Here’s one big reason why Trump is having a white-hot meltdown over the Fed not dropping interest rates
Composite image of President Donald Trump and Federal Reserve Chairman Jerome Powell (screengrabs)

President Donald Trump has a personal conflict-of-interest that may be impacting his decisions in his public feud with Federal Reserve Chair Jerome Powell.


"President Trump stands to save millions of dollars annually in interest on outstanding loans on his hotels and resorts if the Federal Reserve lowers rates as he has been demanding, according to public filings and financial experts," The Washington Post reported Saturday.

"In the five years before he became president, Trump borrowed more than $360 million via four loans from Deutsche Bank for his hotels in Washington, D.C., and Chicago, as well his 643-room Doral golf resort in South Florida," the newspaper reported. "The payments on all four properties vary with interest rate changes, according to Trump’s official financial disclosures. That means he has already benefited from falling interest rates that were spurred in part by a cut the Federal Reserve announced in July, the first in more than a decade — and his payments could drop by millions of dollars more annually if the central bank grants Trump’s wish and further lowers short-term rates, experts said."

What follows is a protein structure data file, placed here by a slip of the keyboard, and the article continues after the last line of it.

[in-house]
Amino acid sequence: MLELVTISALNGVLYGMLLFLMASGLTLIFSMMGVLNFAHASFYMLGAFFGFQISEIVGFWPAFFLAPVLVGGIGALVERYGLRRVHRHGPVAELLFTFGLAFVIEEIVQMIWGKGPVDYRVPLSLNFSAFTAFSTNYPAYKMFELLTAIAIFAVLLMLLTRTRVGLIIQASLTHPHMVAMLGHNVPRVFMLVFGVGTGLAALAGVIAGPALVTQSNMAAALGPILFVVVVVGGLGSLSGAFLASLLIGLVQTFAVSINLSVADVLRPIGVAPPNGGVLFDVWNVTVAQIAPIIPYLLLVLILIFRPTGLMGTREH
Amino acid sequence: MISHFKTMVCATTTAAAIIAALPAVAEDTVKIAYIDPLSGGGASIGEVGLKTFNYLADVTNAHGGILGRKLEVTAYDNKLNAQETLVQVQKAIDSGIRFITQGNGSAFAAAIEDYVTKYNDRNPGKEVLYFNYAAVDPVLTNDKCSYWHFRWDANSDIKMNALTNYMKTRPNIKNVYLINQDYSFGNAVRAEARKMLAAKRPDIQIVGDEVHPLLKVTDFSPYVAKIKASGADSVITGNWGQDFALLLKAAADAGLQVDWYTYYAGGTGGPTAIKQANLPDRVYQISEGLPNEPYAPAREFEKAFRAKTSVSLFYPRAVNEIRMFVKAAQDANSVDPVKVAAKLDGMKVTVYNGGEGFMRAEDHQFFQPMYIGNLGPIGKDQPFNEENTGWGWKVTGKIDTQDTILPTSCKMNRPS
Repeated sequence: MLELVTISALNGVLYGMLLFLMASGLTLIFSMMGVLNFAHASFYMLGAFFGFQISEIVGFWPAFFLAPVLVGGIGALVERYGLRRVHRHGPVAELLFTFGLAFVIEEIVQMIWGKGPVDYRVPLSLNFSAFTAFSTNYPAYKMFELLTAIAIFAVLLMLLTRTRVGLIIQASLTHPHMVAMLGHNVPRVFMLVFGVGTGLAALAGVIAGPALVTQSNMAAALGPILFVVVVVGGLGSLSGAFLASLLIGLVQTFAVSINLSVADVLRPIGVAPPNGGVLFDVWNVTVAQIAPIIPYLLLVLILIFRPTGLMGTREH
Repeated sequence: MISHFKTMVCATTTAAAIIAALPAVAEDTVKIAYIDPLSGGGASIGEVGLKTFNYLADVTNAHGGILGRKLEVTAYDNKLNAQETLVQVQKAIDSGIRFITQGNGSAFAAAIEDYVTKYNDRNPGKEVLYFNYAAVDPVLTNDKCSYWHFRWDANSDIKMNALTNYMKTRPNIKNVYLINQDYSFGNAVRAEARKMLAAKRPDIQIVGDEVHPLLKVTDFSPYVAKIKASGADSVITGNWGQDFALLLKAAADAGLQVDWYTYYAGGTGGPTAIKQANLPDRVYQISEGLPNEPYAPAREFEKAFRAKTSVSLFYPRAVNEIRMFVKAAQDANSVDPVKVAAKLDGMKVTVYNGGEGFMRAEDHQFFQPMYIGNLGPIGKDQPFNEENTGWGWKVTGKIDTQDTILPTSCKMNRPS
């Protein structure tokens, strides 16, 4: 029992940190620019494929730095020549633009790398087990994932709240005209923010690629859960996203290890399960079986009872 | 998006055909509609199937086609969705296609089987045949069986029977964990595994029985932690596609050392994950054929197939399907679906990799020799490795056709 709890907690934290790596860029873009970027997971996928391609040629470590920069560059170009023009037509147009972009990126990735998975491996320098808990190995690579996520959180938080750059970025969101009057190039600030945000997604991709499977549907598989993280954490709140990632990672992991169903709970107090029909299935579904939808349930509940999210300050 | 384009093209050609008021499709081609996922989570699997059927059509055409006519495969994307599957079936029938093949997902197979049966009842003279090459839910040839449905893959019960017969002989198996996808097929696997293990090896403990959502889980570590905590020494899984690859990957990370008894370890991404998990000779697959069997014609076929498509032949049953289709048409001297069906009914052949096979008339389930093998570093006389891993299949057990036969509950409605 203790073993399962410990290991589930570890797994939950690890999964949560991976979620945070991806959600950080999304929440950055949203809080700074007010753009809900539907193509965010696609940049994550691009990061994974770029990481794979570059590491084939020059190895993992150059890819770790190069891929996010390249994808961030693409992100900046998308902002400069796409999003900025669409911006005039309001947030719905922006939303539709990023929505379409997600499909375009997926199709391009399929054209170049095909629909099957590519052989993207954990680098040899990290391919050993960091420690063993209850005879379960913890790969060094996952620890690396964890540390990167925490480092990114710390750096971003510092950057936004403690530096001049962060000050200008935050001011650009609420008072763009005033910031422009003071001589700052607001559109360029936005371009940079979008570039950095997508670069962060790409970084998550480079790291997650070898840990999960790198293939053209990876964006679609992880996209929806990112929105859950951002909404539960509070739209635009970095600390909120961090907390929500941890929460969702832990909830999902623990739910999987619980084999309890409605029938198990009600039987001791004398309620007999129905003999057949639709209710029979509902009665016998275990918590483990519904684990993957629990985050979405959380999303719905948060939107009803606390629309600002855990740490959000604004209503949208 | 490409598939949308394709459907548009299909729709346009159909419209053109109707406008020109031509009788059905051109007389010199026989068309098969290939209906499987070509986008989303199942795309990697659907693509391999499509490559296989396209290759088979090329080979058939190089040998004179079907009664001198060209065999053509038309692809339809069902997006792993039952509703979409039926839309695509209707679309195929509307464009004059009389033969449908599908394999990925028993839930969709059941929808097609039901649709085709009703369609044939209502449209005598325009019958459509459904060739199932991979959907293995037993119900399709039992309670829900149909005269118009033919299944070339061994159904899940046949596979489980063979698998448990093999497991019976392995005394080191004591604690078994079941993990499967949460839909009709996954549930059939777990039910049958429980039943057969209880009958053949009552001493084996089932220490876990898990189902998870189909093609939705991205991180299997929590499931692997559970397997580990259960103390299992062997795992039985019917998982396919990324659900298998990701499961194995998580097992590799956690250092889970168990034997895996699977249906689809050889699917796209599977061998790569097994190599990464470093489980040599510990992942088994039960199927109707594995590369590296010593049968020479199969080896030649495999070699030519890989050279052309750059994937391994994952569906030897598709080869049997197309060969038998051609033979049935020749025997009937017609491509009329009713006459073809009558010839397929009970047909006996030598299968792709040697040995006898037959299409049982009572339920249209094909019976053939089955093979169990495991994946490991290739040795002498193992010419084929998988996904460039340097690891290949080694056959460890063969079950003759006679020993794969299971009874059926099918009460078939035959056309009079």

Trump refused to disinvest himself from his businesses when he took office. The Trump Organization is currently being run by Donald Trump Jr. and Eric Trump.

"Since taking office, Trump has aggressively sought to lower interest rates and rejected the mostly hands-off approach other presidents have taken to the Fed, repeatedly blasting Chair Jerome H. Powell — whom Trump appointed to the post last year — for not falling in line," The Post noted.

Trump could make millions off of the move.

"Beginning in 2012, Deutsche Bank provide Trump’s company with about $364 million in loans by working through the bank’s private wealth division, rather than through traditional commercial lending units, according to public loan documents. The borrowing was for two loans totaling $125 million to buy and renovate the Doral golf resort in Florida, a $170 million loan to renovate Washington’s Old Post Office Pavilion into a Trump hotel and a $69 million loan to refinance an existing Trump hotel in Chicago," the newspaper noted.

"Trump could save at least $600,000 and as much as $1.1 million annually on just the larger of the two Doral loans if the Fed made a percentage point reduction, depending on the loan agreement, according to Clifford Rossi, a professor at the University of Maryland’s business school," The Post noted. "Even a quarter-point reduction, which most Wall Street investors now predict will occur in mid-September, could save Trump as much as $275,000 annually on that single Doral loan."